As POCSO cases have been shifted to Fast-track courts, cases related to child survivors are now getting the verdict delivered quite fast. In fact, such courts were set up to ensure a speedier sentence and justice for crimes against women and children, but an expeditious trial still remains beyond the reach of women survivors.

Cross examination or verbal rape?

In a rape or sexual assault case, the key evidence is circumstantial. The report of medical examination is another crucial evidence. A rape accused can be convicted solely on the basis of the survivor’s testimony. But the court has to find her credible and trustworthy. And, that is where the survivor’s consent becomes important; she has to establish that the sexual activity was not consensual while the defence lawyers try everything to refute it. So, the survivor has to face questions probing to prove her wrong. She will be asked to reveal if she resisted the assault, if yes how, whether she was injured doing so….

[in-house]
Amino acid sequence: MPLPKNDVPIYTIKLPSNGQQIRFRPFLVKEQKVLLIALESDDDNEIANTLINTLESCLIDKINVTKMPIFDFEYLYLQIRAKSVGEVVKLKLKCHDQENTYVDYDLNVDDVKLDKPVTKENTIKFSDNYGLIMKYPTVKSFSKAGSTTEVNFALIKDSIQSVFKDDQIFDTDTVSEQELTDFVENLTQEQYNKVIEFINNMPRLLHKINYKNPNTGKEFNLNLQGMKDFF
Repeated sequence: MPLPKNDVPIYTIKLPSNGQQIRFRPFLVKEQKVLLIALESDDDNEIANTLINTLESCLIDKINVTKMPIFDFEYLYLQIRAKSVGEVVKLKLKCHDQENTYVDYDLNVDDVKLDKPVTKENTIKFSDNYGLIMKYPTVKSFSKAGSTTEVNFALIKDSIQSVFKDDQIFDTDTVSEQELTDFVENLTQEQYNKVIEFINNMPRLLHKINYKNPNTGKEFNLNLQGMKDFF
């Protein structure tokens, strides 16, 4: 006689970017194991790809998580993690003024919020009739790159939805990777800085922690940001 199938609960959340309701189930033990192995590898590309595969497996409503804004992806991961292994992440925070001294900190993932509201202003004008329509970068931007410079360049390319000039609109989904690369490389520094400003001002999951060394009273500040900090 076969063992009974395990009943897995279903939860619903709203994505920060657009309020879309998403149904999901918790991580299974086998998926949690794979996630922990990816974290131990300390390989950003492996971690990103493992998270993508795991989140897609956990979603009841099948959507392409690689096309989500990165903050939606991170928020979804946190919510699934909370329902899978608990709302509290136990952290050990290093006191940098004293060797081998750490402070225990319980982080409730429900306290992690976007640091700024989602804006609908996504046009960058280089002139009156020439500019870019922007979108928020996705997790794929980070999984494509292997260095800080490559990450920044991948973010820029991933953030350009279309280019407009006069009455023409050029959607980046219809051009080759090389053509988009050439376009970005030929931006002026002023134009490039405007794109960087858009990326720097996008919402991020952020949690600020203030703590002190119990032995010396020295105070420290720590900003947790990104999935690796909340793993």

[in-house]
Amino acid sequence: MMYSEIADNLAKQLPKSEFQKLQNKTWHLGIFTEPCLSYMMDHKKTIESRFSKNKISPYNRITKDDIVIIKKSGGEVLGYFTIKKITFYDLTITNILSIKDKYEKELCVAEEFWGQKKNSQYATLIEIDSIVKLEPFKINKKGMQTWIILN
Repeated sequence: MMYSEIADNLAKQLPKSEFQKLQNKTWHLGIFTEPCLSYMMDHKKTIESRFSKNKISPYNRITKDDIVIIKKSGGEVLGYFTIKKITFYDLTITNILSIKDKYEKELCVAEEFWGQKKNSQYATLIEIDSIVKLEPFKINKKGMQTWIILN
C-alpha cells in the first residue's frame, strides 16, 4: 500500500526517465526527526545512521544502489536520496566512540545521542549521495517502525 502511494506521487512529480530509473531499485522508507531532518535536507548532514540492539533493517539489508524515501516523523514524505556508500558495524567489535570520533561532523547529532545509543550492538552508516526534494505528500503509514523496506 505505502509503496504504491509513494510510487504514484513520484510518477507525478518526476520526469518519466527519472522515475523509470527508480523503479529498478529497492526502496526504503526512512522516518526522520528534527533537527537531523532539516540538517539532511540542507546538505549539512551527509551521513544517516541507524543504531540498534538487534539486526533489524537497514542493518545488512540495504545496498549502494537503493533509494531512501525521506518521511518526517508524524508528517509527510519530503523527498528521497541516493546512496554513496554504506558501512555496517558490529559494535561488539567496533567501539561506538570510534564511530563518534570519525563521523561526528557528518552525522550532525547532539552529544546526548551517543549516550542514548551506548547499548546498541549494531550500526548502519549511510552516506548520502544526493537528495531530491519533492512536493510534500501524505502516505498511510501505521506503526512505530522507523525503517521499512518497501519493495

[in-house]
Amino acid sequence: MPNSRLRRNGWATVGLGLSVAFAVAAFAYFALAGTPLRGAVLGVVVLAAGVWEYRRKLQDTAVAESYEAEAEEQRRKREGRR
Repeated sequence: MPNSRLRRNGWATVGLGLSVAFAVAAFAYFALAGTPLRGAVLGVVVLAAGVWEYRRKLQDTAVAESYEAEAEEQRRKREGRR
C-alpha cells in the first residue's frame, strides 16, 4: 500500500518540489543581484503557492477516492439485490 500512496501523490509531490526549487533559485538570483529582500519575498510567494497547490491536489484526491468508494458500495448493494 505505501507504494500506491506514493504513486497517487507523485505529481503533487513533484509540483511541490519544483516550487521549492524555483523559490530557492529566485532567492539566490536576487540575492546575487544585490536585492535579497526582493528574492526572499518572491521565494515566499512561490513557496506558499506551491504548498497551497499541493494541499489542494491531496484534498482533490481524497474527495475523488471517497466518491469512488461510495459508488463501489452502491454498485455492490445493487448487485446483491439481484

And each survivor responds to such loaded questions differently. Some of them breaks down in court, some would be really shattered, a few reacts violently. What the defence targets is to make the questioning so traumatic that the only thing the survivor wants is to quickly do some answering and flee from there.

The judge can forbid any questions or inquiries when they cross the limit of decency, but the defending lawyers would interpret this interference as an encroachment into their cross-examination. Prosecutor can also object to scandalous quizzing by the defence team; even if this attempt might not succeed in withdrawing a question, such a timely response helps restore the survivor’s courage. And that is exactly what it is meant to do.

On the other hand, there are many courts that just refuse to interfere in such situations. But can anyone ever hold the court guilty of allowing a question? As per Sections 151 and 152 of Evidence Act, the court has the authority to control damaging questioning, but fixing the limit of decency is a task that courts find rather difficult.